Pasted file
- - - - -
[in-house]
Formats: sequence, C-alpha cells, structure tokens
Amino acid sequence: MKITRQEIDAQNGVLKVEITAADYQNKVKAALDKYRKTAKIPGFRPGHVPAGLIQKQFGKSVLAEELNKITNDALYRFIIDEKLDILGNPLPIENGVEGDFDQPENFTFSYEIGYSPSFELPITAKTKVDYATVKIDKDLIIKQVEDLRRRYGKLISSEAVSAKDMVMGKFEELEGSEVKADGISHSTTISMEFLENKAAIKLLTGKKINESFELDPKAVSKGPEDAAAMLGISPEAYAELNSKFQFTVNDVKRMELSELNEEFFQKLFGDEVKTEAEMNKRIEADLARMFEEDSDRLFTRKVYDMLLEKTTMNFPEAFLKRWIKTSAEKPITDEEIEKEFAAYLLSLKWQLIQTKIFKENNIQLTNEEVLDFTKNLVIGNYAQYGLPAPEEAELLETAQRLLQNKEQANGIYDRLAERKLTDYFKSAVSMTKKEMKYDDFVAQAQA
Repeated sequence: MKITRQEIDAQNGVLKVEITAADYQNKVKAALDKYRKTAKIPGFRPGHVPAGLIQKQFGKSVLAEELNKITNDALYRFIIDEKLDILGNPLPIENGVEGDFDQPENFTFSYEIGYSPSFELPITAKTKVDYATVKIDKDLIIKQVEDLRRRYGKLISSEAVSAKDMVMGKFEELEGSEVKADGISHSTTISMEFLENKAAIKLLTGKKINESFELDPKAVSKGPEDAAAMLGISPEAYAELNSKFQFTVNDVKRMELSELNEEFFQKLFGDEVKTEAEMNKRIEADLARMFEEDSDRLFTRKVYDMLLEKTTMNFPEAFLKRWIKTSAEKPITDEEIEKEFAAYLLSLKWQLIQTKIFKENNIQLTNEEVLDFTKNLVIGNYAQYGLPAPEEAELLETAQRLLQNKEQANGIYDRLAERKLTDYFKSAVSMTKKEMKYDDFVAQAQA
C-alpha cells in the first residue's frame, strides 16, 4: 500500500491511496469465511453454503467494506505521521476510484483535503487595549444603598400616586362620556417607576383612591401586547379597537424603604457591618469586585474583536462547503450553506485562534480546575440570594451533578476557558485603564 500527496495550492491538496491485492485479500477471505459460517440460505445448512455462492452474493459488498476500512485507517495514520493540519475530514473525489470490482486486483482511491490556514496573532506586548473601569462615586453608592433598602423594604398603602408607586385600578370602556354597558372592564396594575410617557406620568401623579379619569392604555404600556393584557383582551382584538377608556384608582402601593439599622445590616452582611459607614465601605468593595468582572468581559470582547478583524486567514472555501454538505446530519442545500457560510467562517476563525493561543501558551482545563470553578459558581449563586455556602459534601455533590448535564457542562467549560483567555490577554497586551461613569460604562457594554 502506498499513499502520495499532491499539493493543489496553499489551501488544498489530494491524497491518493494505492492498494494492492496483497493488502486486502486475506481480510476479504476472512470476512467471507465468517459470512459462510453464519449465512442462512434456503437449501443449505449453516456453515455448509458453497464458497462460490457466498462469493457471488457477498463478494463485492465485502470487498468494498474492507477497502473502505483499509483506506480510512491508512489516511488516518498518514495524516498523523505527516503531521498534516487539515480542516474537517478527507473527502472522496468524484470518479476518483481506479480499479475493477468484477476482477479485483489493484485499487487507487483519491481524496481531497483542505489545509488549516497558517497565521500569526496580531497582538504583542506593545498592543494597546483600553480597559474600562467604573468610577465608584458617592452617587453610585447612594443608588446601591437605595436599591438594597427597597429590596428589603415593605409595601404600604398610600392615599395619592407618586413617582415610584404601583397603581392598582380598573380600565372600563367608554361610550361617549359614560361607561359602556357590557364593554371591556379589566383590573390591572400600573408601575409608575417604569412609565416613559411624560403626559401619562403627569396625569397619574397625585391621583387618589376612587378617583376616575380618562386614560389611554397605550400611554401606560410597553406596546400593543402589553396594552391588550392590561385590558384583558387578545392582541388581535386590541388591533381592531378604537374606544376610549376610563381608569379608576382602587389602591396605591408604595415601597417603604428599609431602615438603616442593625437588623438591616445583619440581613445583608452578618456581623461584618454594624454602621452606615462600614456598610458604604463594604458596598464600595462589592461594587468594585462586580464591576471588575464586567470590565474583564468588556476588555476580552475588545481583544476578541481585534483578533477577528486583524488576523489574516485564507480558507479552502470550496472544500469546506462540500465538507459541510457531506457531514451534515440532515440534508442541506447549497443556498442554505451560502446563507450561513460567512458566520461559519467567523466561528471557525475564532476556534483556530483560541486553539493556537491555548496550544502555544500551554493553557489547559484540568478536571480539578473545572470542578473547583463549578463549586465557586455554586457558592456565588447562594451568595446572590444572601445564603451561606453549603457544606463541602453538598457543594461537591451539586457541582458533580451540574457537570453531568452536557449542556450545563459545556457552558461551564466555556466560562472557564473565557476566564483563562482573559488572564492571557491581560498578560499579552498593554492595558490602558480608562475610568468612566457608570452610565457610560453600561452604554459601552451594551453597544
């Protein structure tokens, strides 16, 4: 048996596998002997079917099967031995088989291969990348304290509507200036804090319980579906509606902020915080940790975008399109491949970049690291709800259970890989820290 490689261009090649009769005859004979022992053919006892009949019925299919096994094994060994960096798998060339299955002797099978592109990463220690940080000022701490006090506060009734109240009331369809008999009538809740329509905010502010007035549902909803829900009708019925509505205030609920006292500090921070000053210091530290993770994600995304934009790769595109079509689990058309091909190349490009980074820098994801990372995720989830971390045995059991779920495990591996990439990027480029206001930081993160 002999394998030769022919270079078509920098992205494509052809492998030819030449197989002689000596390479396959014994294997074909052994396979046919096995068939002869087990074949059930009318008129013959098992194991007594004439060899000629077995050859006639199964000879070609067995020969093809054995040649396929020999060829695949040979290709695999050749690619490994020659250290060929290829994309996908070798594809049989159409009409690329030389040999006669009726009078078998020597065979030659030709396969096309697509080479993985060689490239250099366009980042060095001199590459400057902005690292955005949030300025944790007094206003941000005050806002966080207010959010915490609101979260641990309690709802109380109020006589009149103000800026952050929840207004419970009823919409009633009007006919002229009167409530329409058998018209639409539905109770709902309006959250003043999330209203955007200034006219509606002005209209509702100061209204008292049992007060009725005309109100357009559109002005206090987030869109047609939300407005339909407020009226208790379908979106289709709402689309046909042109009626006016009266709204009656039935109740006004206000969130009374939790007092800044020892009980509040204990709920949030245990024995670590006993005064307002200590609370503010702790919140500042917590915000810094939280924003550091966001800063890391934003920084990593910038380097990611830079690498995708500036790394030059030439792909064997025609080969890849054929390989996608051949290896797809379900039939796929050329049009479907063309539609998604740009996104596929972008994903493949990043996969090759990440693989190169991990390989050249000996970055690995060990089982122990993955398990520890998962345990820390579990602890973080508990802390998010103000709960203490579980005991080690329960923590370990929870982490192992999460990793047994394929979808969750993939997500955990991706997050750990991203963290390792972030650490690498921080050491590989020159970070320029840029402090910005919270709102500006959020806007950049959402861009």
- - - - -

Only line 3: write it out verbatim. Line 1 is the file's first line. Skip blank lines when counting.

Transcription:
Amino acid sequence: MKITRQEIDAQNGVLKVEITAADYQNKVKAALDKYRKTAKIPGFRPGHVPAGLIQKQFGKSVLAEELNKITNDALYRFIIDEKLDILGNPLPIENGVEGDFDQPENFTFSYEIGYSPSFELPITAKTKVDYATVKIDKDLIIKQVEDLRRRYGKLISSEAVSAKDMVMGKFEELEGSEVKADGISHSTTISMEFLENKAAIKLLTGKKINESFELDPKAVSKGPEDAAAMLGISPEAYAELNSKFQFTVNDVKRMELSELNEEFFQKLFGDEVKTEAEMNKRIEADLARMFEEDSDRLFTRKVYDMLLEKTTMNFPEAFLKRWIKTSAEKPITDEEIEKEFAAYLLSLKWQLIQTKIFKENNIQLTNEEVLDFTKNLVIGNYAQYGLPAPEEAELLETAQRLLQNKEQANGIYDRLAERKLTDYFKSAVSMTKKEMKYDDFVAQAQA